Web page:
Argument #2 against using Wikipedia for “formal” research: The content included on Wikipedia is not always strictly academic.

Your Encyclopedia Brittanica probably doesn’t have an article about the life and career of Kim Kardashian. Most printed encyclopedias are mindful of their page count and restrictive with their content. Wikipedia is much more open about the type of material it includes, and it’s one of the reasons that it’s become one of the most widely-used reference tools on the internet. You will find science articles right alongside pop culture biographies, with up-to-the minute updates on noteworthy events almost as soon as they occur. That is one major advantage that Wikipedia has over a traditional printed tome–it avoids the lengthy publication process, so the information it provides is never out of date. According to the WW article (again), “50% of US physicians have consulted Wikipedia.” That either promotes your confidence in this vast online resource or it undermines your trust in your family doctor. 🙂

Argument #3 against using Wikipedia for “formal” research: The information it presents simply isn’t as reliable as the information in a published text.

I would have made this same argument several years ago. However, Wikipedia has changed quite a bit over the years, and the organization and administrators behind the scenes are working hard to make it just as reliable as any published reference tool. And, to reference the WW article again, “a 2005 survey of Wikipedia published in Nature based on a comparison of 42 science articles with Encyclopedia Britannica found that Wikipedia’s level of accuracy approached Encyclopedia Britannica’s and both had similar low rates of “serious errors.” Again, part of what makes Wikipedia more error proof is its changeability. A printed encyclopedia contains out-of-date information as soon as it hits the shelf–it’s inevitable. However, Wikipedia is constantly being updated and improved. It’s a living, breathing document, and one that contains far more (increasingly reliable) information than a printed text. One of the other things that I like about Wikipedia is that authors are required to cite their sources. We don’t have to take their word for it if we don’t trust them–we can simply check out the works that they cite at the bottom of the page, usually printed in hyperlink form for easy access. That means that when a student uses a Wikipedia page as a research tool, we (as teachers) can have them also use the works cited in the article. The Wikipedia article could theoretically be a springboard to searching even more (and more reliable, a skeptic might argue) sources like government sites and university databases. In this way, Wikipedia can provide a powerful blueprint–a “start here” guidemap–to more in depth research on any given topic. If the works cited on an article look a little slim, that may also be a good indication that very little is known about the topic being researched, and it might guide the student to choose a topic that’s a little more researchable.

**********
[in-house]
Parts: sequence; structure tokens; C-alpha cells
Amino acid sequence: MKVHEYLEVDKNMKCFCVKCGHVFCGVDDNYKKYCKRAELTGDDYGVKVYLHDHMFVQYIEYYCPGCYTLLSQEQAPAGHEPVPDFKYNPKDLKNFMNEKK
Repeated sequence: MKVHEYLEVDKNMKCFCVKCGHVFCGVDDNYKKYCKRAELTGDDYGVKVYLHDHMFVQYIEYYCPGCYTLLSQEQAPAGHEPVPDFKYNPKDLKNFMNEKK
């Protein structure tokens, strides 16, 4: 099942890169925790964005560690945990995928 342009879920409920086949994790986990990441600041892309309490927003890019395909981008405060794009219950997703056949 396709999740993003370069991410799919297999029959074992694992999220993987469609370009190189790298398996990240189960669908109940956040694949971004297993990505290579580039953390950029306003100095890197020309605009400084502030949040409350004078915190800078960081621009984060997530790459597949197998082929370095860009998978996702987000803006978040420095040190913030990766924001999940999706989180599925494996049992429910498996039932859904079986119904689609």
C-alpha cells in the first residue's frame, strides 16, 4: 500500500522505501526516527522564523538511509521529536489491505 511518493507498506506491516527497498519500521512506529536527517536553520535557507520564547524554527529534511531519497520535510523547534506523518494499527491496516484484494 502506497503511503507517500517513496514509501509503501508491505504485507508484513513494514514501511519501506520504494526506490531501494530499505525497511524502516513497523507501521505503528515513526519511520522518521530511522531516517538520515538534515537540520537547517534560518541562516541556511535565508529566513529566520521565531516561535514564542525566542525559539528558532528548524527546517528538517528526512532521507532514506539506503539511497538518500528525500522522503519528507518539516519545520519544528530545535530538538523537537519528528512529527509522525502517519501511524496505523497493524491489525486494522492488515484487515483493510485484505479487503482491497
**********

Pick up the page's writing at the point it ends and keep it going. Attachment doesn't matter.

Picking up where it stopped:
Argument #4 against using Wikipedia for “formal” research: If we don’t set some boundaries, students won’t stop at Wikipedia–the next thing you know, they’ll be searching Twitter for their research papers!

Perdue OWL (Online Writing Lab)  is one step ahead of you–they’ve already explained a way to accurately quote and reference a tweet in MLA format. So if you’re worried that Wikipedia is just the beginning, your fears are founded. But really, I don’t think you need to be afraid. After all, what the internet boils down to is simply information that we’re accessing from our computers, laptops, tablets, and smart phones. Introducing and permitting Wikipedia to enter our classrooms is also a great way to springboard into teaching our students how to determine which web resources are reliable and which are not–a skill that they will likely use for years to come. So embrace the change! Or endure the fate that ICT teacher Nigel Willetts mentions in his quote: “When faced with a steam-rolling technology, you either become part of the technology or part of the road!”